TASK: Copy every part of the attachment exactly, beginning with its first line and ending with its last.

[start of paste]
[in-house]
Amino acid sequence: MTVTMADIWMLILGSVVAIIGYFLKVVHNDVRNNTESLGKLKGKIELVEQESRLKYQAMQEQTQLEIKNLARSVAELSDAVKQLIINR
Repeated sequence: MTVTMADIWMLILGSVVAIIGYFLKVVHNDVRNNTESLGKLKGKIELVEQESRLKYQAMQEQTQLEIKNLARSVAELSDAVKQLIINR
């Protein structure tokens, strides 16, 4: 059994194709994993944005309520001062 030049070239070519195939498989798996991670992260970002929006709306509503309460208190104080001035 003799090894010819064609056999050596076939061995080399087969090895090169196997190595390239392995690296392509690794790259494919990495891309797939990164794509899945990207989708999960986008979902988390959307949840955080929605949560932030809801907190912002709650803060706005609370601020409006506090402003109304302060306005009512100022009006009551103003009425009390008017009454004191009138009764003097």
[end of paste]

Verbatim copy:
[in-house]
Amino acid sequence: MTVTMADIWMLILGSVVAIIGYFLKVVHNDVRNNTESLGKLKGKIELVEQESRLKYQAMQEQTQLEIKNLARSVAELSDAVKQLIINR
Repeated sequence: MTVTMADIWMLILGSVVAIIGYFLKVVHNDVRNNTESLGKLKGKIELVEQESRLKYQAMQEQTQLEIKNLARSVAELSDAVKQLIINR
């Protein structure tokens, strides 16, 4: 059994194709994993944005309520001062 030049070239070519195939498989798996991670992260970002929006709306509503309460208190104080001035 003799090894010819064609056999050596076939061995080399087969090895090169196997190595390239392995690296392509690794790259494919990495891309797939990164794509899945990207989708999960986008979902988390959307949840955080929605949560932030809801907190912002709650803060706005609370601020409006506090402003109304302060306005009512100022009006009551103003009425009390008017009454004191009138009764003097």